In what was apparently the first appearance from an Irish orchestra at the Proms since the 1970s, pianist/conductor Barry Douglas and the strings of his Camerata Ireland brought a programme to Cadogan Hall which examined Benjamin Britten in the context of some of his contemporaries and friends. Britten himself bookended the programme, which also contained music from the mid 20th century by Lennox Berkeley, Dmitri Shostakovich and South African-British composer Priaulx Rainier. With several novelties programmed as well as a couple of classics, this was a concert of intriguing similarities and differences.

Though the set finished with a work of genius – there’s no doubting the status of the Variations on a Theme of Frank Bridge (1937) as an early masterpiece – the opening pairing of Britten’s Young Apollo for strings and piano (1939) with Lennox Berkeley’s Serenade for strings (also 1939) saw the lesser-rated composer win out. The musical style of the Berkeley is well familiar: it’s written in the neat, schooled Neoclassical style taught by Stravinsky acolyte Nadia Boulanger, with whom Berkeley had studied. But this four-movement piece’s lively textures and imaginative counterpoint lift it beyond the bookish to create a delightful, delicate concert piece, here served well by Douglas’ serious, scoreless conducting. The Britten, on the other hand, contains some characteristically beguiling harmonies but overall is a more awkward experience than either Berkeley’s piece or the Bridge Variations (even though it post-dates the variations by two years). It seemed oddly restrained at times, with Britten’s natural inclinations occasionally seeming checked by more austere, Stravinskian sounds which do it few favours in this context. Britten withdrew it from publication after its première, and while this Britten centenary year is proving a great opportunity to explore some of the gaps in this composer’s larger-than-expected oeuvre, it does seem that it’s by and large his best scores which have risen to the top of the pile over the years.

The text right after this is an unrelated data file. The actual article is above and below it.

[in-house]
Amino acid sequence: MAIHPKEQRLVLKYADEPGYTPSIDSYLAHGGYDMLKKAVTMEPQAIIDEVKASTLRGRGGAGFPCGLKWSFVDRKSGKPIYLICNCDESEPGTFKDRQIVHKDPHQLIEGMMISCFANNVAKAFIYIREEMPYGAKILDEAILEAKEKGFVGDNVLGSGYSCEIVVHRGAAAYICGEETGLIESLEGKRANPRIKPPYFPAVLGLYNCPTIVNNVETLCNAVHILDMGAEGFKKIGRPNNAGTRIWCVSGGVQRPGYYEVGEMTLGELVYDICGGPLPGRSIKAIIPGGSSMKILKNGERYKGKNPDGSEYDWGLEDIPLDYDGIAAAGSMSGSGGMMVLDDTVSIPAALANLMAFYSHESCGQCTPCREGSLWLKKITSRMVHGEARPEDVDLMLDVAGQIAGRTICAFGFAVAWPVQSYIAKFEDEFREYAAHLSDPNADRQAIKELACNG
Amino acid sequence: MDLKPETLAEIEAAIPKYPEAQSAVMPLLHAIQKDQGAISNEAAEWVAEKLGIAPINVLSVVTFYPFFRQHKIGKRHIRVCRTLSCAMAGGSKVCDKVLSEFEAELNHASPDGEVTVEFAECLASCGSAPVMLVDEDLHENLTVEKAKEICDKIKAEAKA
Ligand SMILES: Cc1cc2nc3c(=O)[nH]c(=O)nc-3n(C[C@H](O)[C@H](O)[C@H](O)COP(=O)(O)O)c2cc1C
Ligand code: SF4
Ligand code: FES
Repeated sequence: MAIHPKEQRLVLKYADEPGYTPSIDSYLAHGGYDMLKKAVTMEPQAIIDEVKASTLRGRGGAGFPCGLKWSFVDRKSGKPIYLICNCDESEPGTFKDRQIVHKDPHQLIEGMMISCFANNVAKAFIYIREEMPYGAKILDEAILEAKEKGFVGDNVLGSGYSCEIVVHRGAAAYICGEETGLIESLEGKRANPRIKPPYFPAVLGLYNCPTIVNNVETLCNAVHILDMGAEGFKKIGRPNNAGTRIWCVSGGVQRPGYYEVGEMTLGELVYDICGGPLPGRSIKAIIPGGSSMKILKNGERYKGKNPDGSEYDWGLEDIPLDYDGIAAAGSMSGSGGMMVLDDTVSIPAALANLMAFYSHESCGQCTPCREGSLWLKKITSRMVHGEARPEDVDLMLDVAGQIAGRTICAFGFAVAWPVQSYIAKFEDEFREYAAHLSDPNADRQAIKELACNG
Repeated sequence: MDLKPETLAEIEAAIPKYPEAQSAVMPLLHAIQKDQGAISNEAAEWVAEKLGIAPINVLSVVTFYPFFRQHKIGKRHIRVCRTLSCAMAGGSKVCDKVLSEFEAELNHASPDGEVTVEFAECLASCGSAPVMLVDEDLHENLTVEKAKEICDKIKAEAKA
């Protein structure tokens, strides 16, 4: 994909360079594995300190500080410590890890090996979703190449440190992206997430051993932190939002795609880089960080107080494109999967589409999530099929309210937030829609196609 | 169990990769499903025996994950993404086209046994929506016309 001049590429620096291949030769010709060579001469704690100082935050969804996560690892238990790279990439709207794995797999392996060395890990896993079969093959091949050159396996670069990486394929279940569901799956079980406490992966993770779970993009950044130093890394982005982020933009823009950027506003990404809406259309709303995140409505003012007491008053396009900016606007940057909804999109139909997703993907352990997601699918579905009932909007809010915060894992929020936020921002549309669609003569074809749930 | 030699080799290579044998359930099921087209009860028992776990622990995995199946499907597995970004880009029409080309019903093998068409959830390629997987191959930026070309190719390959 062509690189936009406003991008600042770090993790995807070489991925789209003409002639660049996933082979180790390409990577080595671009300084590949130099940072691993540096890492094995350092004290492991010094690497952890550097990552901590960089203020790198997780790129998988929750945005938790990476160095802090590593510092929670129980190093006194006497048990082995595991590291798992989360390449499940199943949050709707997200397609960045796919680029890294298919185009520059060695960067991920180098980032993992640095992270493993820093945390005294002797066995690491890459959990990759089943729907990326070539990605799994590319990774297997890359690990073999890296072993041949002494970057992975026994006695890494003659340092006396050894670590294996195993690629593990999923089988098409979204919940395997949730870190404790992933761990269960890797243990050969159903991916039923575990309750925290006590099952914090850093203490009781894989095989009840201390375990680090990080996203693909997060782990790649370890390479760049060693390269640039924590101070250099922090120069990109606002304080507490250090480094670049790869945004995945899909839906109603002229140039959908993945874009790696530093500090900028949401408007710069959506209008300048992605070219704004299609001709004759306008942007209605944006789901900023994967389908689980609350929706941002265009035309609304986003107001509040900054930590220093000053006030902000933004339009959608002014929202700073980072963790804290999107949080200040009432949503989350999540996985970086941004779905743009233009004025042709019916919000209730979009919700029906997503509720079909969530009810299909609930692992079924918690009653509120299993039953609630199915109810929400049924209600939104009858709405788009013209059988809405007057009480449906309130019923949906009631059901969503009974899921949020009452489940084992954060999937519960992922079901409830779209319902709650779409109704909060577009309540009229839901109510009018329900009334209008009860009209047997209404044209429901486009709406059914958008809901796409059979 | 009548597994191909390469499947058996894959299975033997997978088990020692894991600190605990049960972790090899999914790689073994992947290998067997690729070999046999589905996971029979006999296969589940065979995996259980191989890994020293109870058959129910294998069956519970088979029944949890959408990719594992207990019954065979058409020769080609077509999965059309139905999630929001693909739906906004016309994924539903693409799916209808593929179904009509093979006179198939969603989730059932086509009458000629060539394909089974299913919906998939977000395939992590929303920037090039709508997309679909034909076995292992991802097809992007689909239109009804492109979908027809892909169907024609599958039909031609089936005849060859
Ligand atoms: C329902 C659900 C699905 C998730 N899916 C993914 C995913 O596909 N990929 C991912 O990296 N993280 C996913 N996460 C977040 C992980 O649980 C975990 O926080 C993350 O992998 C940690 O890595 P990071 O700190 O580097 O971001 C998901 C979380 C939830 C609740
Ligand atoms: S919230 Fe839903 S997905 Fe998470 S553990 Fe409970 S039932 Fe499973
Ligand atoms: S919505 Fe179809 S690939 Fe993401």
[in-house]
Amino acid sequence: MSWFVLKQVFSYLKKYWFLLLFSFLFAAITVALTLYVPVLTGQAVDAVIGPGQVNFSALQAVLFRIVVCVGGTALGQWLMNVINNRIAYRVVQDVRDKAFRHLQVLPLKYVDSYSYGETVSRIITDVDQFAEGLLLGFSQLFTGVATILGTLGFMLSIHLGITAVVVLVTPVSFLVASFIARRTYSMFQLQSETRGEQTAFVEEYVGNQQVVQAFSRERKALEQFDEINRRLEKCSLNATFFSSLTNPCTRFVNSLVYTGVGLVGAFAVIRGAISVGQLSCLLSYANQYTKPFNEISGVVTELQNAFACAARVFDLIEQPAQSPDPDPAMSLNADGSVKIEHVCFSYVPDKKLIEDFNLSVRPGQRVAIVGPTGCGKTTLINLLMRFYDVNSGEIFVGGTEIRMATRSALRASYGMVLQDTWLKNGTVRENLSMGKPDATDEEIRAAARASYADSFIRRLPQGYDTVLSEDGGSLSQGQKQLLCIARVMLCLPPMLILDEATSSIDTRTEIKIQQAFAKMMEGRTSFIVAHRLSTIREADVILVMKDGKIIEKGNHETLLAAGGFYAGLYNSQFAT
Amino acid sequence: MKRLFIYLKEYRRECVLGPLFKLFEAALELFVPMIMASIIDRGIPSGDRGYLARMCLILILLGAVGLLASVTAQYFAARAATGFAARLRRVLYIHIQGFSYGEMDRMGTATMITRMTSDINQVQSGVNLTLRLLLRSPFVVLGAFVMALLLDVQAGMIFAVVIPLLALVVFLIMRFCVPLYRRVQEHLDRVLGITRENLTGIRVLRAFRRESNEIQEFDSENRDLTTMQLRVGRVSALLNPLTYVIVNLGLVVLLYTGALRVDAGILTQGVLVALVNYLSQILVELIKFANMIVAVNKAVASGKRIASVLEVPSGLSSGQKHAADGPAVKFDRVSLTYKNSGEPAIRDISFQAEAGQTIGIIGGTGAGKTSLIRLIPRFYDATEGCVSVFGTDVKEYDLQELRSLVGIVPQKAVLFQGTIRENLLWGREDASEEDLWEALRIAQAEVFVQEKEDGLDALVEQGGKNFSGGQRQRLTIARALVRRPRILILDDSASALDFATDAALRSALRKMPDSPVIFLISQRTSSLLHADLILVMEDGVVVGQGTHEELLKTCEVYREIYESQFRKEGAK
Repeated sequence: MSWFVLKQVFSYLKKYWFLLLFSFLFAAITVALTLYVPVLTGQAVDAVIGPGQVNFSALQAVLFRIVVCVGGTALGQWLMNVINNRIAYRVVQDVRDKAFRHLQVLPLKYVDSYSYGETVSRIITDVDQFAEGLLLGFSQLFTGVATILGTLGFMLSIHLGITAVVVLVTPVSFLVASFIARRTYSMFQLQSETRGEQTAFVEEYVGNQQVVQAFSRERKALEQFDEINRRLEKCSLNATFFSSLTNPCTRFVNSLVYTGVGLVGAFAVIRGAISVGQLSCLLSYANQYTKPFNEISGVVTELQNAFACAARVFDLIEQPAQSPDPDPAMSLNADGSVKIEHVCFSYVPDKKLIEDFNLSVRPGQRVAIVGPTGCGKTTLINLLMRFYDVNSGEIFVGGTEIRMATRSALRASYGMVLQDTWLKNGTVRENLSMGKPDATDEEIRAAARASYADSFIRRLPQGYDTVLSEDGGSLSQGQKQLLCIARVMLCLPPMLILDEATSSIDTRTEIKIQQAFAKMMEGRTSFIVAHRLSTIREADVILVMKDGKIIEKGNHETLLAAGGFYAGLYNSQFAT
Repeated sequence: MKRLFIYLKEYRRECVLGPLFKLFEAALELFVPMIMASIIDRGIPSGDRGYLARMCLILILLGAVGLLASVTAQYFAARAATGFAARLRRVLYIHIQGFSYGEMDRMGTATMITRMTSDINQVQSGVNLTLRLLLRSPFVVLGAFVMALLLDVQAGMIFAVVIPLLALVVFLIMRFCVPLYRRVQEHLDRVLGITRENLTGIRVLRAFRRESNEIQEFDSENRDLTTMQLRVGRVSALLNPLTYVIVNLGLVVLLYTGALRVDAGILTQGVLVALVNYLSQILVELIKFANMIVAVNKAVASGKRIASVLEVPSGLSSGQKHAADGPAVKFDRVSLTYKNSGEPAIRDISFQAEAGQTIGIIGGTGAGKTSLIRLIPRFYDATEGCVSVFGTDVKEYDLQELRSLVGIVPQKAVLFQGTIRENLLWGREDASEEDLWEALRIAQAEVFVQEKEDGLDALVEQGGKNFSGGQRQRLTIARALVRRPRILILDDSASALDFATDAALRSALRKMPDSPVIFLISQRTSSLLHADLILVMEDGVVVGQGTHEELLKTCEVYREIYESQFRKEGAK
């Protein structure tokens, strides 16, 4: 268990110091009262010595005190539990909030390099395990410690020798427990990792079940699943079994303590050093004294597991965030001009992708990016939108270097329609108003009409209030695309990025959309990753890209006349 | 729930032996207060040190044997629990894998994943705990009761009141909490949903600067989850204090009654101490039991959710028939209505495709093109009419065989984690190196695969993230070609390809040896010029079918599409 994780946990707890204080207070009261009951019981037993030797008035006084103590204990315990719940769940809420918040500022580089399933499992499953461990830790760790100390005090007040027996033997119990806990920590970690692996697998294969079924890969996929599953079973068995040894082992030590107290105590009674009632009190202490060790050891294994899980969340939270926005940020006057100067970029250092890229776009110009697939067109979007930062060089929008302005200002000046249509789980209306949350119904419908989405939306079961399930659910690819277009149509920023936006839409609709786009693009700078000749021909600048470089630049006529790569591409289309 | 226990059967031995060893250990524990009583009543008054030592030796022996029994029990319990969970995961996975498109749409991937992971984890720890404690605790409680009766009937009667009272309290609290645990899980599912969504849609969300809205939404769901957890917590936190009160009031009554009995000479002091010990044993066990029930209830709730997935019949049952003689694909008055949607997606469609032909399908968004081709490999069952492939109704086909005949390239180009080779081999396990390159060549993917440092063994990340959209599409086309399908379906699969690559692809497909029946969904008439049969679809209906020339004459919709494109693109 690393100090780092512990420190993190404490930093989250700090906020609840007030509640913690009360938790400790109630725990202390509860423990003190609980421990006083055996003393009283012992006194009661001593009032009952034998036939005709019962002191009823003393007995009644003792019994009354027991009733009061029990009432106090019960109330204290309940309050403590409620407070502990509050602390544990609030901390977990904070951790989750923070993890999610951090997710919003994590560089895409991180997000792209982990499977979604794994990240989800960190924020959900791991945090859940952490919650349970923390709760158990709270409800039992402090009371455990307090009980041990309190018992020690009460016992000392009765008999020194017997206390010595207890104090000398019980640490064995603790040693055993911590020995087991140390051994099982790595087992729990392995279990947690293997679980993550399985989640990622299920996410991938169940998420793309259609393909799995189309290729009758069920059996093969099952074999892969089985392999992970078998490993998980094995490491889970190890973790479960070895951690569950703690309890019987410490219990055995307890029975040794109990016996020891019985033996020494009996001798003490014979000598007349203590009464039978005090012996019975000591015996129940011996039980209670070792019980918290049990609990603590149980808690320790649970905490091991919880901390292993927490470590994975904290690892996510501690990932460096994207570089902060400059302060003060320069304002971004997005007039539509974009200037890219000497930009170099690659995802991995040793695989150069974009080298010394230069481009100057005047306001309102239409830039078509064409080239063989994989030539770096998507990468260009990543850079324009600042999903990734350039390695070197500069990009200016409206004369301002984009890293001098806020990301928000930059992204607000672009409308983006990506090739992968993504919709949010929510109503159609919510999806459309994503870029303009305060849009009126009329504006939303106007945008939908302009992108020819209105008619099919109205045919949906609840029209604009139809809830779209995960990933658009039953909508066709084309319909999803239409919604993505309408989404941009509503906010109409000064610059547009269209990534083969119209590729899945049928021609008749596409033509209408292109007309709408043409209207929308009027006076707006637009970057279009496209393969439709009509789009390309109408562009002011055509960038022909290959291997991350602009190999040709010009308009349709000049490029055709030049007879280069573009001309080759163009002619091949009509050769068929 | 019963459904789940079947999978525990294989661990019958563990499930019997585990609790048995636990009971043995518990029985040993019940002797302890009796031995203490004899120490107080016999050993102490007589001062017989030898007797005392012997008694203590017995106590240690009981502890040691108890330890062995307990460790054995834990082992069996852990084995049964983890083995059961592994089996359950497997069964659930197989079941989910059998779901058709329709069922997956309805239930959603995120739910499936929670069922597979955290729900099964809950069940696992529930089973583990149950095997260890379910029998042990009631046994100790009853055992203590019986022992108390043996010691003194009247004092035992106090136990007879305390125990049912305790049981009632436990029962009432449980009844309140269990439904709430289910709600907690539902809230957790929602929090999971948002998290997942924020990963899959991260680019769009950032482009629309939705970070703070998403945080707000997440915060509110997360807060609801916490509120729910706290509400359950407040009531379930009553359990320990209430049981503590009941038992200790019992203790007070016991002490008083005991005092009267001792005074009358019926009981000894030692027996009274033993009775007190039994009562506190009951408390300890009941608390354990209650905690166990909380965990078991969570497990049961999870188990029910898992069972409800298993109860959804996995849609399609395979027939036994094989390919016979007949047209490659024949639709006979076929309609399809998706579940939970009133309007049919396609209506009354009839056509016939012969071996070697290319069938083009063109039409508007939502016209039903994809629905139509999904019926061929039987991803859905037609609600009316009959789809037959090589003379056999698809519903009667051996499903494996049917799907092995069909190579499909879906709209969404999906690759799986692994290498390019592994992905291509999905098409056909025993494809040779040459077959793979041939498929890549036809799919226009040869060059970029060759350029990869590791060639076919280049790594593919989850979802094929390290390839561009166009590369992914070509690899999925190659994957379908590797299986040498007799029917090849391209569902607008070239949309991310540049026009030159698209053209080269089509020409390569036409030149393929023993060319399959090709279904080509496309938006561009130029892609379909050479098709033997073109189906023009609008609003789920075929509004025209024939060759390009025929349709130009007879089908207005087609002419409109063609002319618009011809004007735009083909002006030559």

It received a strong performance, though, even if Douglas gave himself a taxing job in directing from the piano, whose busy part often appeared to take up most of his attention. This was also the case in Shostakovich’s Concerto for Piano, Trumpet and Strings, in which the orchestra seemed to be fending for themselves during the more piano-heavy sections. It was worth the effort, however: this dynamic piece, Shostakovich at his liveliest, drew the best performance of the evening, enhanced by a cameo from star trumpeter Alison Balsom, who delivered the cheeky solo part with panache. It was a relief, as well, to have this piece included, as the rest of the programme was a little on the uniform side.

The greatest novelty on the bill was a 62-year-old world première: Priaulx Rainier’s Movement for strings was not performed as had originally been scheduled in 1951 for “unknown reasons”, in the words of the concert’s chipper presenter Clemency Burton-Hill. Rainier’s is an interesting story – she was born in South Africa, and there’s an African influence in much of her work – but here, Movement tended towards the gloopy, inhabiting that familiar neo-pastoral, Neoclassical world of Britten and Tippett but in a knotty, thick style. A larger-scale re-evaluation of Rainier’s music would be a great thing to see, but I doubt this will be the piece to break her into the mainstream.

Camerata Ireland reserved their best form for the best pieces: the Shostakovich and the closing Britten were the two that sparkled most brightly. Britten’s Bridge Variations, though, did lack a little in the closing stages: I wasn’t quite convinced by their handling of two of the final variations, “Funeral March” and “Chant”, which together show the range of Britten’s influences – the former recalls Mahler; the latter Stavinsky. Douglas didn’t conjure up the extreme contrasts these movements offer, and the result was a performance with plenty of energy and an attractive, full sound, but without that final degree of clarity a string ensemble can find. But still, overall the afternoon contained some beautifully full-bodied playing, and a worthwhile exploration of some intriguing repertoire.